Research suggests that about 3% of children suffer from hearing loss, ranging from mild to profound. Of those affected, about 10% fall into the “profound” category.
Hearing impairment can be a major obstacle to academic success, largely because it can be mistaken for other conditions. Students who are hard of hearing are sometimes misdiagnosed as having a learning disability of some kind, or are labeled as aloof or reticent. An accurate diagnosis is very important for appropriate intervention.
How to Best Support Students with Hearing Loss
Communication happens on several levels at once (words, body language, facial expressions, etc.). Remember this in the classroom, and try to make your communication as clear as possible through multiple levels. Establish eye contact, and make sure the student can see your face and lips while you speak; if your back is turned, you might as well not be talking.
If the student wears a hearing aid, speak at a natural volume. Speaking too loudly into a hearing aid can be painful.
Many adults, upon learning of a child’s hearing impairment, will overuse gestures and hand gestures and speak unnaturally. Try to avoid this. Children become very uncomfortable when they’re singled out and treated differently. It can negatively impact their social relationships as well, as other students may model your behavior and treat the hearing impaired student in the same way. Inclusion is key.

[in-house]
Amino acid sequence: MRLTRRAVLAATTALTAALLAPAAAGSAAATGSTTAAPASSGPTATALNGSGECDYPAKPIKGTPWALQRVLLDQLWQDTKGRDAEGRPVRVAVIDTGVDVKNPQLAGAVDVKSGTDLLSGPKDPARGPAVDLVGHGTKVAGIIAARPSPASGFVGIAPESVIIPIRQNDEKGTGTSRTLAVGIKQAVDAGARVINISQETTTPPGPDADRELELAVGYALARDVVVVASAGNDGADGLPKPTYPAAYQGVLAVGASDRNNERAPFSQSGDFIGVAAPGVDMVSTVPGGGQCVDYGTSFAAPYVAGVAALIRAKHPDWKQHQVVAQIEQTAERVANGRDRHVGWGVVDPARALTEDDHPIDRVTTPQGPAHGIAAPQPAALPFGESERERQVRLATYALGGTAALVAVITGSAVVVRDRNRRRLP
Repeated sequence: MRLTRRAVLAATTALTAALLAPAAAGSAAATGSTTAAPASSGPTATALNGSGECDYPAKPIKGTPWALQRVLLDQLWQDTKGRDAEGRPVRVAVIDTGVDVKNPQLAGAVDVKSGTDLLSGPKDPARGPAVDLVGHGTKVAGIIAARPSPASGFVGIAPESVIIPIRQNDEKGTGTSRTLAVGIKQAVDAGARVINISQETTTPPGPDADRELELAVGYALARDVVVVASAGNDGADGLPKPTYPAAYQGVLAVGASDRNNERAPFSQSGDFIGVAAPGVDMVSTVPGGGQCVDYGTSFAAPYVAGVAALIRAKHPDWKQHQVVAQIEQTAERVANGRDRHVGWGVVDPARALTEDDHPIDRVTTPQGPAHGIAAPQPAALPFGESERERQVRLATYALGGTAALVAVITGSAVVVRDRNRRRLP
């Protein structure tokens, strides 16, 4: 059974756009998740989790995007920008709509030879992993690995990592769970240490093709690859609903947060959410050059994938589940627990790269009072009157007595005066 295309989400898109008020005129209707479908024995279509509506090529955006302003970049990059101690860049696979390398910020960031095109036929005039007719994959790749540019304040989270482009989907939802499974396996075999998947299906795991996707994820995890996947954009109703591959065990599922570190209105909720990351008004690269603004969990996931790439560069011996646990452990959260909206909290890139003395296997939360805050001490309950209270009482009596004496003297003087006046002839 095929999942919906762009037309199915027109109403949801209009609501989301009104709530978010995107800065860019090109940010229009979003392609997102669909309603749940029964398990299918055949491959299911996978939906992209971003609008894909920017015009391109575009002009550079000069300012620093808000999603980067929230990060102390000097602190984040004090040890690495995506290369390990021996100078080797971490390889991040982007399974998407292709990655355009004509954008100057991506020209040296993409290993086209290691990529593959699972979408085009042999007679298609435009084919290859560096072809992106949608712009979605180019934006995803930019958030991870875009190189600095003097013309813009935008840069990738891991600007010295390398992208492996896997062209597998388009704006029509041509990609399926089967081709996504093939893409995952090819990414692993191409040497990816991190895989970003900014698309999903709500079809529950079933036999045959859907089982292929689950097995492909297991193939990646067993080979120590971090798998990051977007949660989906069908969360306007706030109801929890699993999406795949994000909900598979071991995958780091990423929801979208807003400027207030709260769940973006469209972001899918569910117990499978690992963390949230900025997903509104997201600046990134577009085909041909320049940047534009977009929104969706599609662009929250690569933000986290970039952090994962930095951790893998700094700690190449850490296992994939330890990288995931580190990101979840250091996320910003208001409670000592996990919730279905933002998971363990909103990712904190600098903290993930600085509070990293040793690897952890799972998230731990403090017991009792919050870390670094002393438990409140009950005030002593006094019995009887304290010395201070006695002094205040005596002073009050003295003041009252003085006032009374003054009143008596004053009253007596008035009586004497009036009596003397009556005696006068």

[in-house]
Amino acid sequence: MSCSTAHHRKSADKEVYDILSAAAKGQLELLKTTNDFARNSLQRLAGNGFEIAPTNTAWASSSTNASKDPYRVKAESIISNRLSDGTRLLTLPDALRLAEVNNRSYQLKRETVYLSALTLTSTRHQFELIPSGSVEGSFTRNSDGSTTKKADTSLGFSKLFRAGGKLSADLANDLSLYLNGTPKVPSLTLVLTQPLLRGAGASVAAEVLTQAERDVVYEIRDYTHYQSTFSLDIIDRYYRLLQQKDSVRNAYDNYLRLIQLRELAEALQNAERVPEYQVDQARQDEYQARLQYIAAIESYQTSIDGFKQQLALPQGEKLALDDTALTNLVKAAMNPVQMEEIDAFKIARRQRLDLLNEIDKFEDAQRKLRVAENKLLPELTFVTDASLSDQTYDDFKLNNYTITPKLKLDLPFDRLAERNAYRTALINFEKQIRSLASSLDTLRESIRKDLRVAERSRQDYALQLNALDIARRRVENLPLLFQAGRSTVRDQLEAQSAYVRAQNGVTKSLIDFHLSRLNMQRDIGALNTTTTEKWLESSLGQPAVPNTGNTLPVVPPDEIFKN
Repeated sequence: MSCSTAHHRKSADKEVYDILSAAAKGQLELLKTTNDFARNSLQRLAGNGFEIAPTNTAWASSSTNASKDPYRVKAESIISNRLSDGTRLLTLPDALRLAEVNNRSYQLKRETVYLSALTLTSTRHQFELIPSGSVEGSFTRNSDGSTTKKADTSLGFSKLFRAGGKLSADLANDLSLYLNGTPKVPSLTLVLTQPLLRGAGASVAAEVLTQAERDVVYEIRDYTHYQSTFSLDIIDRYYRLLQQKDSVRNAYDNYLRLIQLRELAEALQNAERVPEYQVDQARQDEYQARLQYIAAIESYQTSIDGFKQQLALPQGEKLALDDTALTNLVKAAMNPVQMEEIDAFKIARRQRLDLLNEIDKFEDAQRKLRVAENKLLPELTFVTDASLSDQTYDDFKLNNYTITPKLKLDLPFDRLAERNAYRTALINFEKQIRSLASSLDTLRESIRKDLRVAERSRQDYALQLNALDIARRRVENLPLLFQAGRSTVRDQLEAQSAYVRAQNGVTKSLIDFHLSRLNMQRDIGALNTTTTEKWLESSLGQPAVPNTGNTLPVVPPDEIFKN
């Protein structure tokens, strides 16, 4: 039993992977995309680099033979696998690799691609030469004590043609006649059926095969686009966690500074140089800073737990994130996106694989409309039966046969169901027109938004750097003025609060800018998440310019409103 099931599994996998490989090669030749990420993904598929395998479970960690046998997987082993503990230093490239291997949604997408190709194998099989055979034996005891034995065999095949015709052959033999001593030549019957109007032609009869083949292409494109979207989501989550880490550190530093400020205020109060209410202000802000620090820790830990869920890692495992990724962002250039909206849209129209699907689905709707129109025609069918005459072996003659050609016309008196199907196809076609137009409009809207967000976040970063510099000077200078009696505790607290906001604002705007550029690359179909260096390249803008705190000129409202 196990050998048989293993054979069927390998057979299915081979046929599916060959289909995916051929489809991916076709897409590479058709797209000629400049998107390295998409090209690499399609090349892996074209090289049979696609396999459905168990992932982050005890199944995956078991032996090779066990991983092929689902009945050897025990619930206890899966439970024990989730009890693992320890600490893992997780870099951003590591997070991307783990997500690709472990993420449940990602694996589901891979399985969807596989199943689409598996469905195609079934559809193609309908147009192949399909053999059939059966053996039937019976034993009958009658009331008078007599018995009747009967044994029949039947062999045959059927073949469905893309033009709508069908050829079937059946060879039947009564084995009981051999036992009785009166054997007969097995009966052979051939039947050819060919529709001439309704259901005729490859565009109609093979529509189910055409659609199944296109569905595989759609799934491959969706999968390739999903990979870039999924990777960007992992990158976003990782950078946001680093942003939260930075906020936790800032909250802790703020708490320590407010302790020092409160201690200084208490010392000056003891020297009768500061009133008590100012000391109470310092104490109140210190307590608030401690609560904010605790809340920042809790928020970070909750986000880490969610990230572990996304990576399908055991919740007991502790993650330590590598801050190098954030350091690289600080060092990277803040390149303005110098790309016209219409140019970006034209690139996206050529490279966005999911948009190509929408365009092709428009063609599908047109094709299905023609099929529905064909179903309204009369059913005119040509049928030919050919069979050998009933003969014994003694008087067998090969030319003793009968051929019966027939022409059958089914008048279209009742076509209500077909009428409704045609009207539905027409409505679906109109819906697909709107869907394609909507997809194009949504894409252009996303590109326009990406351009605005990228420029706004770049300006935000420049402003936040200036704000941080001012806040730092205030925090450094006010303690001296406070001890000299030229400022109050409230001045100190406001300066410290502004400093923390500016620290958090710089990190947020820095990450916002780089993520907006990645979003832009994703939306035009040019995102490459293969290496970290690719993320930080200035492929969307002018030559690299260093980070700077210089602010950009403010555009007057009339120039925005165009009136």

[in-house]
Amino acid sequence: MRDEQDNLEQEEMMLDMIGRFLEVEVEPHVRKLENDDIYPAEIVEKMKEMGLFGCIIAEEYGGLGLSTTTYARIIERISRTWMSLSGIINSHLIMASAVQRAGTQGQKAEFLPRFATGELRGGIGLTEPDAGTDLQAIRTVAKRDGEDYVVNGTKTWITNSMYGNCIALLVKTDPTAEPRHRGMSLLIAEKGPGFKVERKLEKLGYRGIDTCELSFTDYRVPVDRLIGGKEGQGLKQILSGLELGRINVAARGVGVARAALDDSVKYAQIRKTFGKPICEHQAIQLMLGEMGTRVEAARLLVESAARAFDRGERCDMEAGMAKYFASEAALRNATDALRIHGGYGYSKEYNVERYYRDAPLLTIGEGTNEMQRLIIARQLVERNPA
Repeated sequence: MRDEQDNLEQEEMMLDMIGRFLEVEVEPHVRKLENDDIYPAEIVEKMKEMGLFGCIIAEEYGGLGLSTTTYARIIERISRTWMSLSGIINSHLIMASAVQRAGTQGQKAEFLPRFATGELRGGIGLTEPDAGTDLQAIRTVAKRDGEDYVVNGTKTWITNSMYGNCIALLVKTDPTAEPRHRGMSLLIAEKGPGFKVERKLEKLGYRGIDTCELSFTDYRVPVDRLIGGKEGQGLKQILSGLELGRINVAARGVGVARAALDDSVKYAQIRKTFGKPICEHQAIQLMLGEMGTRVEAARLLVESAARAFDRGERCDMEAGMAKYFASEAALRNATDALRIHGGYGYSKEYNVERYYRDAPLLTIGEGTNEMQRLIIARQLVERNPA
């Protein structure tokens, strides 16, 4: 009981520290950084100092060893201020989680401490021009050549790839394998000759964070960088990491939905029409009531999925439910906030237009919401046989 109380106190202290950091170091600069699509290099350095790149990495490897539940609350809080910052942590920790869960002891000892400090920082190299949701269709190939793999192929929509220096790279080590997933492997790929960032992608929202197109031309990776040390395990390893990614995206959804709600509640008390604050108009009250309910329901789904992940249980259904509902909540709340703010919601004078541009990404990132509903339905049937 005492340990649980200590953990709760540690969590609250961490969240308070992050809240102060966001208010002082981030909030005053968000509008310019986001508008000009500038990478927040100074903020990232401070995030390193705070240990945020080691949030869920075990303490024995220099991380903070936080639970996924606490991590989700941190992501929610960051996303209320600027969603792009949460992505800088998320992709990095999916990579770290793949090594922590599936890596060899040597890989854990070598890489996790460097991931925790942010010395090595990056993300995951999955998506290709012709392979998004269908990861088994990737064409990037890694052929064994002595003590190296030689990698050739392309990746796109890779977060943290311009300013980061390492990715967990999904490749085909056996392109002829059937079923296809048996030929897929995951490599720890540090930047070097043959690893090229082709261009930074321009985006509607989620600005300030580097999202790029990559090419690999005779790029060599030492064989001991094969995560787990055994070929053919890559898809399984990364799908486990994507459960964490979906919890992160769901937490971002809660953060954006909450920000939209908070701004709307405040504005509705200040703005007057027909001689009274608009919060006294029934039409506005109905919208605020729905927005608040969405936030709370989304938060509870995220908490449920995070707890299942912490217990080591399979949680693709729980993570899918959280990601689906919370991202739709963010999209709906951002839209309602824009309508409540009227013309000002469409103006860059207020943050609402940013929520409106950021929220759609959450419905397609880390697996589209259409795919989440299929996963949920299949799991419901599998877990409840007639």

It’s your job to make sure the assignment/instructions are understood by every student. Try to avoid asking “do you understand” to your hearing impaired student too often. This can be embarrassing and demoralizing. Instead, have the student repeat your instructions back to you.
Visual aids are very useful even for students with perfect hearing. Incorporate visual aids into your lesson plans, write down instructions on the board, and have your students take notes. Also, audio/video components (videos, slide shows, PowerPoint, etc.) are an effective way to communicate information, and should be used often. Whenever possible, emphasize the visual modality of learning.
If your student uses sign language, teach some sign language to the rest of the class. This can be a great lesson in diversity and communication.
Try to reduce background noise in your classroom as much as you can, especially if the student wears a hearing aid. Hearing aids are not selective; they simply amplify ALL sound. Loud background noise with a hearing aid can be just as debilitating as no hearing aid at all.
The student likely works with a number of professionals. Depending on the severity of the hearing impairment, these professionals may include audiologists, speech therapists, sign language coaches/interpreters, etc. Communicate regularly with these professionals–and with the child’s parents/guardians–to assess progress and strategize effective teaching methods.
Remember: the student’s level of hearing ability is not related to the student’s level of intelligence. Treat the child naturally, and make sure he or she feels included in the group. Often, all that is needed is awareness when communicating, and slight accommodations made in teaching methods. By implementing these strategies, your hearing impaired student can thrive in school.